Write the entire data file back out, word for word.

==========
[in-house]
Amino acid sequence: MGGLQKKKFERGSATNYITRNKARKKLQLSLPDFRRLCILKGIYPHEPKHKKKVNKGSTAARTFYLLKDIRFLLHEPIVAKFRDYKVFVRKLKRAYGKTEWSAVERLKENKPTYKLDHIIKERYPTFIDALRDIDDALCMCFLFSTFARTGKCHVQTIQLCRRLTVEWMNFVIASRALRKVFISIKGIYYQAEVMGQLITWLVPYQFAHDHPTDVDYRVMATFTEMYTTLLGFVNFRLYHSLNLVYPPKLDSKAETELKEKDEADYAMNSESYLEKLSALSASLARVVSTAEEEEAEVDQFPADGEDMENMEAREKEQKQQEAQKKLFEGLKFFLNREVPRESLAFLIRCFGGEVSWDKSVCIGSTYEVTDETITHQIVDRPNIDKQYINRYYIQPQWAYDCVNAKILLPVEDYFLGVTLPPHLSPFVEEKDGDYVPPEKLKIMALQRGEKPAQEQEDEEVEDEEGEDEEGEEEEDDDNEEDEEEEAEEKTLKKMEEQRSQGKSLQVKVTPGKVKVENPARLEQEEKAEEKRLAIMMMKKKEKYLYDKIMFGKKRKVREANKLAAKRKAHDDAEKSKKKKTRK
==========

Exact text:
[in-house]
Amino acid sequence: MGGLQKKKFERGSATNYITRNKARKKLQLSLPDFRRLCILKGIYPHEPKHKKKVNKGSTAARTFYLLKDIRFLLHEPIVAKFRDYKVFVRKLKRAYGKTEWSAVERLKENKPTYKLDHIIKERYPTFIDALRDIDDALCMCFLFSTFARTGKCHVQTIQLCRRLTVEWMNFVIASRALRKVFISIKGIYYQAEVMGQLITWLVPYQFAHDHPTDVDYRVMATFTEMYTTLLGFVNFRLYHSLNLVYPPKLDSKAETELKEKDEADYAMNSESYLEKLSALSASLARVVSTAEEEEAEVDQFPADGEDMENMEAREKEQKQQEAQKKLFEGLKFFLNREVPRESLAFLIRCFGGEVSWDKSVCIGSTYEVTDETITHQIVDRPNIDKQYINRYYIQPQWAYDCVNAKILLPVEDYFLGVTLPPHLSPFVEEKDGDYVPPEKLKIMALQRGEKPAQEQEDEEVEDEEGEDEEGEEEEDDDNEEDEEEEAEEKTLKKMEEQRSQGKSLQVKVTPGKVKVENPARLEQEEKAEEKRLAIMMMKKKEKYLYDKIMFGKKRKVREANKLAAKRKAHDDAEKSKKKKTRK